Current Advances in Therapy for Metastatic Melanoma

Author(s): Elaine O’Donoghue, Dalia Kamel, Bryan T. Hennessy

Journal Name: Current Cancer Therapy Reviews

Volume 9 , Issue 1 , 2013

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2011 was a landmark year in the therapy for metastatic melanoma as it was the year that both Ipilmumab and Vemurafenib were approved by the FDA. Preceding this lay many years of frustration with no improvement in survival rates for 40 years. The prior standard therapy consisted of two main options, dacarbazine a non classic alkylating agent approved in the 1970s on the basis of overall response rates but having no benefit on survival and high dose IL2, approved in 1998 on the basis of durable complete response in a minority of patients. Thus the survival rates of patients with metastatic melanoma had remained largely unchanged since the 1970s with a median overall survival of 6 to 9 months. Metastatic melanoma is responsible for more than 75% of deaths from all forms of skin cancer, yet only represents less than 5% of all skin cancer diagnosis [1]. It is the most aggressive form of skin cancer and it is estimated that 76, 250 patients will be diagnosed in the United States in 2012 with 9,180 deaths [2]. The fruition of immunological and molecular research Ipilimumab, a CTLA4 antibody and Vemurafenib, a BRAF inhibitor in patients with BRAF mutation, have shown significant improvements in overall survival. With more targeted therapy options on the horizon these are significant times of hope for a disease which has proved so elusive in the past and has grown dramatically in incidence and annual mortality during the last few decades [3, 4]. This review will describe these new advances in targeted molecular and immunological therapies on the background of older therapies and also look at potential future therapy targets.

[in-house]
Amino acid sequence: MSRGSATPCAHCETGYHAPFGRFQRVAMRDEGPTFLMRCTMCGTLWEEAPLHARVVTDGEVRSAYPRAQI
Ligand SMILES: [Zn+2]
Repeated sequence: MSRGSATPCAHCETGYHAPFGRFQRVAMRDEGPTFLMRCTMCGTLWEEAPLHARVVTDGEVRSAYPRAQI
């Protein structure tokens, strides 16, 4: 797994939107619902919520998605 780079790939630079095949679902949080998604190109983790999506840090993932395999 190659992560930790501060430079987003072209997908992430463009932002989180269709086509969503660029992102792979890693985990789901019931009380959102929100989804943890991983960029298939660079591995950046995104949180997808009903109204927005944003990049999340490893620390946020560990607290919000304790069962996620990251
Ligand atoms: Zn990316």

Keywords: BRAF inhibitors, Ipilimumab, MAPK pathway, MEK inhibitors, Metastatic melanoma, P13K/AKT pathway, somatic mutations.

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Article Details

Year: 2013
Page: [8 - 23]
Pages: 16
DOI: 10.2174/1573394711309010002

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